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African journalists must be independent to deliver on watchdog and accountability roles – Dogbevi

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Emmanuel K Dogbevi

African journalists can only assert their independence to perform their watchdog and accountability roles with sufficient funding from within the continent. But there is currently no source of funding from within the continent that supports journalism in Africa, leaving journalists to seek funding for their work from outside sources.

Africa therefore needs more independent journalism development organizations to support its journalists to produce quality work, says the Managing Editor of Ghana Business News, Emmanuel K. Dogbevi.

He notes that many of the continent’s talented journalists are unable to produce critical stories or be independent in their work because of the funding support they receive from some organizations including those based outside the continent.

Mr. Dogbevi who is also the Executive Director of NewsBridge Africa said while journalism in Africa has largely been mirrored on western practice and continues to thrive on western influences in various forms including trainings and fellowship programmes, the independence of the continent’s journalists is key to delivering on the media’s accountability and watchdog role in Africa.

The media in Africa largely depends on advertising especially from multinationals to be sustainable hence making it susceptible to external influences in its editorial decisions. The consequence of this includes becoming a conveyor belt for misinformation which endangers society.

To address this challenge, there is the need to increase funding for independent journalism, Dogbevi says.

Delivering a keynote address at a 3-day workshop on open source investigation for fighting mis/disinformation in West Africa in Dakar, Senegal, Dogbevi argued that having more independent journalism development organizations and adequate funding from them will enable the media to produce stories without self-censoring or being influenced by funders and advertisers.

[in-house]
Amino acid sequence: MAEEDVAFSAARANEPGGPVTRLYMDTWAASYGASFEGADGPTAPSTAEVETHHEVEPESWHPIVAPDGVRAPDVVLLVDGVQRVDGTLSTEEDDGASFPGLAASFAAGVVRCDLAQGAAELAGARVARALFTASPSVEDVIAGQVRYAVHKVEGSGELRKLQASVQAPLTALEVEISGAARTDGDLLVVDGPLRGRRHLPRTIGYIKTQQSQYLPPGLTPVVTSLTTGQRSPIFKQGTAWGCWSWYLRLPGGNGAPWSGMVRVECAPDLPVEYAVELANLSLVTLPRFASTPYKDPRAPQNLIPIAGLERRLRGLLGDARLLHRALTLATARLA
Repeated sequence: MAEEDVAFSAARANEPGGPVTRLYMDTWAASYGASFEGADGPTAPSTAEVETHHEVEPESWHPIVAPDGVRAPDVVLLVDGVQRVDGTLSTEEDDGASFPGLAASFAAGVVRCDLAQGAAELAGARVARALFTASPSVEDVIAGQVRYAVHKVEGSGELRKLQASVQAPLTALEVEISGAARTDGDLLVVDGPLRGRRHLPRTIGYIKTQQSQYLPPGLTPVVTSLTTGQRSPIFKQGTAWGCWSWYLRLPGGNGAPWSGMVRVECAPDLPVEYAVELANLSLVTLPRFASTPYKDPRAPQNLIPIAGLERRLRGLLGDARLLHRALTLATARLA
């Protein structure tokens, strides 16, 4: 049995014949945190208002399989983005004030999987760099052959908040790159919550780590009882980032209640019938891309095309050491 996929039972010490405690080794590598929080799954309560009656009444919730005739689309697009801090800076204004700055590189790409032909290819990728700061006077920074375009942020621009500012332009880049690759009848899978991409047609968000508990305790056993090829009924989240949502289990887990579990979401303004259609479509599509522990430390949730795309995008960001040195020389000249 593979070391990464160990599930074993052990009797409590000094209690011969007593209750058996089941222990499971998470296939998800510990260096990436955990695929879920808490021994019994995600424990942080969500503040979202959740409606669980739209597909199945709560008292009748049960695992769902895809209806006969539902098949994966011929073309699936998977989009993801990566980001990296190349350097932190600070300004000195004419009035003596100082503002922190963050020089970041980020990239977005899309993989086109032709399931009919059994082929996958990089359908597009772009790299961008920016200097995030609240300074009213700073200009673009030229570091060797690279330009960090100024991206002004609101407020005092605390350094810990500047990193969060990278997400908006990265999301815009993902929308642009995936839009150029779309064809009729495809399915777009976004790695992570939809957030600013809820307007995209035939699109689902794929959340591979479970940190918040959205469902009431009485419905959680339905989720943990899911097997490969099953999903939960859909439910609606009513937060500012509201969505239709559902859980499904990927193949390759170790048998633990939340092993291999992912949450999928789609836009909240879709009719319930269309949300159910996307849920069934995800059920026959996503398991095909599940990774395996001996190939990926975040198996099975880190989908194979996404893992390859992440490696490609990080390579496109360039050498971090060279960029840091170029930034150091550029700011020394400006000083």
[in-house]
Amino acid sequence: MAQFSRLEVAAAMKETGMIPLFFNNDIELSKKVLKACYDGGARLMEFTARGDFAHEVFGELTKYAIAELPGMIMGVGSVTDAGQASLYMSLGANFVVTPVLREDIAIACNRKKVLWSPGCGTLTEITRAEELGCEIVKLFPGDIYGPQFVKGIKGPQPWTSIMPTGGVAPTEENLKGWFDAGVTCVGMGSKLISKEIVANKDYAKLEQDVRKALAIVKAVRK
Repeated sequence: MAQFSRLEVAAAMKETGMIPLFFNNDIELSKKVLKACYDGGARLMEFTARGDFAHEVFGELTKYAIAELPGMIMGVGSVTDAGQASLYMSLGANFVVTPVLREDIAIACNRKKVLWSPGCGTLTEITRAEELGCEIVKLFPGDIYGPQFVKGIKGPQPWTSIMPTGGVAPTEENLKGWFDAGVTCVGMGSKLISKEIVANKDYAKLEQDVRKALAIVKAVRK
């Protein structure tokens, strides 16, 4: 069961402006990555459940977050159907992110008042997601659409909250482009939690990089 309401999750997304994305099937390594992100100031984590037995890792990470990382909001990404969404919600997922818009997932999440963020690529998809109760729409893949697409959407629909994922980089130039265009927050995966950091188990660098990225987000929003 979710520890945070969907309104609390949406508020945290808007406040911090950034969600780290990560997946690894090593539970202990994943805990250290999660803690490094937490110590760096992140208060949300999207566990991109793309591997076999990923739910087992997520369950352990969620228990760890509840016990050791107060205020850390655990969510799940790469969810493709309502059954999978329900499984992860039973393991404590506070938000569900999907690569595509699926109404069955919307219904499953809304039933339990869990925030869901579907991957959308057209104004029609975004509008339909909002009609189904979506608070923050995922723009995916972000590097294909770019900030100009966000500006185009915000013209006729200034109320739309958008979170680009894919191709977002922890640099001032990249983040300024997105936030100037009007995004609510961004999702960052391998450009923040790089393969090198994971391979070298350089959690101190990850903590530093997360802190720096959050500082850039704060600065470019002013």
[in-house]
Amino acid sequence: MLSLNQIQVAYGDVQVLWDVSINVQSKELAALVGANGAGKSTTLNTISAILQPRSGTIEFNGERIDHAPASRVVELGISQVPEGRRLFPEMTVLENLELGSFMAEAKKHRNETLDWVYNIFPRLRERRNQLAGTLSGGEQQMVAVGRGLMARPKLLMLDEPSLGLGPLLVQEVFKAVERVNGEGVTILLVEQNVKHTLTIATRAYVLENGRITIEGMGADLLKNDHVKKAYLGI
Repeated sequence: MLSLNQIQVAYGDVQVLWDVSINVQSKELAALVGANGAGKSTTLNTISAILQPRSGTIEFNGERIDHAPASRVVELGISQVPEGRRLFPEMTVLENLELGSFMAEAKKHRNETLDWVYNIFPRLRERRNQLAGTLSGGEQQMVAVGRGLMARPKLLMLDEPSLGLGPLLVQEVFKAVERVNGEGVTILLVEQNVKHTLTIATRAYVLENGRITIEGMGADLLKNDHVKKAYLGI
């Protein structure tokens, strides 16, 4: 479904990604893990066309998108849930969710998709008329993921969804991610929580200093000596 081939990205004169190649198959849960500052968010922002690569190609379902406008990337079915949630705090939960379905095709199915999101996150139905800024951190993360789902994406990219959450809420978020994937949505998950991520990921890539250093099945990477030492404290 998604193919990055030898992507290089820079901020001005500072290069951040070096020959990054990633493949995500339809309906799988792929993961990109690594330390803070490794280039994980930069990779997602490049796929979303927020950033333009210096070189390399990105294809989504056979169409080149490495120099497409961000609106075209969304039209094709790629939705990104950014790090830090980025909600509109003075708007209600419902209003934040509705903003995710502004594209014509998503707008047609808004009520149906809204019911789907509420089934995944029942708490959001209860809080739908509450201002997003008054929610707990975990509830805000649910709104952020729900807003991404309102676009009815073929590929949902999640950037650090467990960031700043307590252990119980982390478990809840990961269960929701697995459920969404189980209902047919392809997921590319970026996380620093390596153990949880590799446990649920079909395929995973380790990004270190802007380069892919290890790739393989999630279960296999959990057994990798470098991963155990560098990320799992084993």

He also said improving the quality of training of journalists on the continent is necessary for independent reporting.

“To curb misinformation in Africa, it’s important to consider the curriculum for training journalists on the continent. There is the need to ramp up funding for independent journalism, which is currently non-existent. Almost all the funding for independent, critical reporting in Africa comes from abroad,” he said.

The workshop in Dakar which brought together journalists from Ghana, Nigeria, Senegal and Kenya was aimed at equipping journalists with relevant skills for tracking coordinated disinformation campaigns using digital tools and amplifying the culture of truth in their respective newsrooms. The event was put together by the Code For Africa and the International Center for Journalists (ICFJ).

“The nature and concepts of journalism in Africa are largely mirrored on Western notions and models of news gathering, production and dissemination. The technology and techniques are all sort of borrowed, considering the fact that modern journalism or mass media originated in the West… foreign influence in African media has been the very foundation of media in Africa,” Dogbevi noted.

He added that, “African countries haven’t as yet developed Afrocentric philosophy of education devoid of Western influence in training media practitioners – leaving foreign influence in the trail.”

He further said journalists on the continent are able and willing to deliver on their mandate but are constrained by the poor working conditions they are provided with, which makes them vulnerable to foreign influences.

“The working conditions of journalists on the continent ought to be improved, as well as security and sustainability – these conditions have the potential to curb foreign influences in the media in Africa.

Fact is, the continent has talented and dedicated journalists, willing and eager to do their job, if the conditions are created for them to pursue what I would call Afrocentric journalism,” he said.

By Jonas Nyabor, in Dakar, Senegal

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All rights reserved. This article or any portion thereof may not be reproduced or used in any manner whatsoever without the express written permission of the publisher except for the use of brief quotations in reviews.

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